Jose Amador – The Music ...

There is no disputing that 2020 has been a challenging year for all of us. Start with the virus, with its masks and social distancing and closures of, well, basically everything. Add in murder hornets; dust storms from the Sahara; wildfires in Australia, California, and loads of other places; more hurricanes than there are letters in the alphabet; and, of course, politics, and we’d all pretty much like to just skip ahead now to 2021. But there are several groups of individuals and businesses that have been hit particularly hard by the Covid-related events of this year, and these include restaurants, entertainment venues, and the musicians and performers who depend on these events and venues for their living. Into this latter category ...

Was It Me?

I lunched at the feet of Robert E. Lee in New Orleans, his bronze likeness proudly perched astride Traveler. Not a thought crossed my mind, even as those he fought so ardently to enslave walked before me through the courtyard.   In Biloxi I leaned comfortably back against Beauregard’s polished boot, sipping a Coke in the midday sun. Finishing it off with an insouciant sigh and a friendly wave to the old black man on a nearby bench.   In Charleston I arranged to meet a friend at the park in which Jeff Davis stands proudly gazing out across the harbor where slave ships came and went. We chatted amiably, in no way inconvenienced by history’s embrace.   And it was Richmond, I think, where I sought coolness from the noon ...

E. Loren Meeker – Living ...

Spare a thought, if you will, for your humble magazine feature writer as he navigates the treacherous shoals of our Covid-infested world in the endless search for the most insightful and entertaining personalities here in the Dominion and across San Antonio. It means conducting interviews while wearing a mask, searching from one interview venue to the next for an open lobby or restaurant dining room (FYI: Hotel Emma bar and lobby are closed to all but paying guests), and, for the past several months, beginning every interview with the same question: “So, how has the virus changed your life?” In recent months, we’ve replayed some version of this conversation with an Olympic track coach, a prominent restaurateur, a symphony conductor, ...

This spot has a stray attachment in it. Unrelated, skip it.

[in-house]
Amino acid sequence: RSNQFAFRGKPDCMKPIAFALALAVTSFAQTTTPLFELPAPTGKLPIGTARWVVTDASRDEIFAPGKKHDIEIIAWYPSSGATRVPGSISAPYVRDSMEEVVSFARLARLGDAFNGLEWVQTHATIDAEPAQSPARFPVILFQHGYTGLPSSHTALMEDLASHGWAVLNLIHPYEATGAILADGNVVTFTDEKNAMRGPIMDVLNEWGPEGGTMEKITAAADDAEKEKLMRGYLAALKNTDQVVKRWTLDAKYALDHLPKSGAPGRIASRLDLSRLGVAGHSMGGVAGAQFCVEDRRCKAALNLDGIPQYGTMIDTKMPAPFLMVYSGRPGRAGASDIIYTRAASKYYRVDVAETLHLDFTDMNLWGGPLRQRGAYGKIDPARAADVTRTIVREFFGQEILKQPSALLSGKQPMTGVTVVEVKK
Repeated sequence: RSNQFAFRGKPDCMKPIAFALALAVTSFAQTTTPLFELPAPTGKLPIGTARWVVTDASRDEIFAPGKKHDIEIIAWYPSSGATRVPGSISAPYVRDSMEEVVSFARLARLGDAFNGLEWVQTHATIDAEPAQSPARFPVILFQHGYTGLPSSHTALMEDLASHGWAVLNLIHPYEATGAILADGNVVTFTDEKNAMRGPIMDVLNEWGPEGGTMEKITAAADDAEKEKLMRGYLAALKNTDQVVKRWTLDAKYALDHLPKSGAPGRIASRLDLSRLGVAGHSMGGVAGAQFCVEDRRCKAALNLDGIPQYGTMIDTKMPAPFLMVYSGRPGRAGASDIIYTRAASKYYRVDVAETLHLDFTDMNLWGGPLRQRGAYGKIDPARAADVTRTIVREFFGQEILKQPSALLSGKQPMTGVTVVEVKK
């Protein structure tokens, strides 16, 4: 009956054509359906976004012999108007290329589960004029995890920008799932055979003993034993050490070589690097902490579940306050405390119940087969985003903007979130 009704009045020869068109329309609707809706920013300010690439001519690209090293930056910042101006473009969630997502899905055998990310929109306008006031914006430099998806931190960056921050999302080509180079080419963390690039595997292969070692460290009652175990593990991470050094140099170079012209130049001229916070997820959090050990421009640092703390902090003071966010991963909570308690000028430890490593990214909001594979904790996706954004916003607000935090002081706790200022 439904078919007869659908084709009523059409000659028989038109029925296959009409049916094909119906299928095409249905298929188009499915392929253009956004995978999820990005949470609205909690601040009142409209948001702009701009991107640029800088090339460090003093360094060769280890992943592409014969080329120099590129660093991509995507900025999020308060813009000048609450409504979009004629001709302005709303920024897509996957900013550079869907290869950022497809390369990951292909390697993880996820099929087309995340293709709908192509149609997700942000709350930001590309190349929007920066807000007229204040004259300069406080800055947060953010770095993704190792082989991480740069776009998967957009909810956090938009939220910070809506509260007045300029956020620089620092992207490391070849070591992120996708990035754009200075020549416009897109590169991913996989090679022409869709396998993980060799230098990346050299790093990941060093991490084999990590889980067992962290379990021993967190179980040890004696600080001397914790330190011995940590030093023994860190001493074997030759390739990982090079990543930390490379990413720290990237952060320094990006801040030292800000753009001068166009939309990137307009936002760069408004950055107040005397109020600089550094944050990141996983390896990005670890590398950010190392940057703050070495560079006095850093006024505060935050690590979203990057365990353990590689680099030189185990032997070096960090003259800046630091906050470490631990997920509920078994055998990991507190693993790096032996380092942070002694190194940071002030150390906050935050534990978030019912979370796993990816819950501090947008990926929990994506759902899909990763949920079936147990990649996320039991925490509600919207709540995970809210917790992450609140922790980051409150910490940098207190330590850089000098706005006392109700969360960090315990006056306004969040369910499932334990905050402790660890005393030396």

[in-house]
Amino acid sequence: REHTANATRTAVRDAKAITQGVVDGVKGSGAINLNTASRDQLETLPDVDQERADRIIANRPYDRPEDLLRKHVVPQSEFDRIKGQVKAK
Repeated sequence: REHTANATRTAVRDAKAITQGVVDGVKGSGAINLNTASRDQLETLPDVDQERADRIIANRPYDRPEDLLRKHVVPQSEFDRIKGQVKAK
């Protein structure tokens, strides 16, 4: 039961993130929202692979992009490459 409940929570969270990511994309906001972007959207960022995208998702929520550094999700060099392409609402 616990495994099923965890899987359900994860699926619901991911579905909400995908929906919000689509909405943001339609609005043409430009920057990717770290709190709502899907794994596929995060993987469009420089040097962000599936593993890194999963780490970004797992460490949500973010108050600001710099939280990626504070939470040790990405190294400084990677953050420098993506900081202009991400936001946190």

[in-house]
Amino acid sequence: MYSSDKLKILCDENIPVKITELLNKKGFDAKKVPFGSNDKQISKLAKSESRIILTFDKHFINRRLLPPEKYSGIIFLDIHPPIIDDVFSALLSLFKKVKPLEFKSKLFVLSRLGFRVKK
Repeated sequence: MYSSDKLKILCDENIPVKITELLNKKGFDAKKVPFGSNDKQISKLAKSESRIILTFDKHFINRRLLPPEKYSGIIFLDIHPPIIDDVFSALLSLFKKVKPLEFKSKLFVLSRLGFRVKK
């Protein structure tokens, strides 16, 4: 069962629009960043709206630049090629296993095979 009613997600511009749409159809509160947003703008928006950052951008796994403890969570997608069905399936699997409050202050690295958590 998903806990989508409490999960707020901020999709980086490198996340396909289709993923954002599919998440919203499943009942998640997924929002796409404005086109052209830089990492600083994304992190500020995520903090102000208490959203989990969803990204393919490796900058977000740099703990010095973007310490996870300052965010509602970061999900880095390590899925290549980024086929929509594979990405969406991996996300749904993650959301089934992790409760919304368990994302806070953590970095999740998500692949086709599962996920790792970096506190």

Church Watkins – The Mea ...

November is a generally thankful month. Its arrival in Texas brings a full measure of relief, seasoned with a dash of hope, if not of the political or epidemiological variety this time around, then at least the meteorological kind. As temperatures dip into the comfortable range for the first time in months, we watch with glee as electric bills no longer require second mortgages and we get to once again make lighthearted fun of our friends and relatives up north. But it’s also at this time of year that we pause to reflect on, and give thanks for, the contributions and sacrifices of our neighbors who have served in one (or in occasional cases, more than one) branch of the U.S. military. Veteran’s Day is officially November 11th, but here ...

Perekladin’s Nightmare

The grammar gods begrudge us only the tiniest quiver of punctuation marks to assert our meaning. To stop, or pause, to set off one word against another.   But of all the weapons in this thinnest of armories, there is just one that admits of emotion, allows the writer to enthuse, to leap up, cry out, exclaim with a loud voice.   And though this humble mark pervades the speech of everyday— the shout of each playing child, and each hovering parent— it is this same modest mark that, appearing upon the page, evokes only contempt and derision, condemns the aspiring scribe to the ranks of amateur, mocked by copy editor and reader alike.   And yet, from time to time, despite the risk of cajole and mockery, I let one sneak in, if ...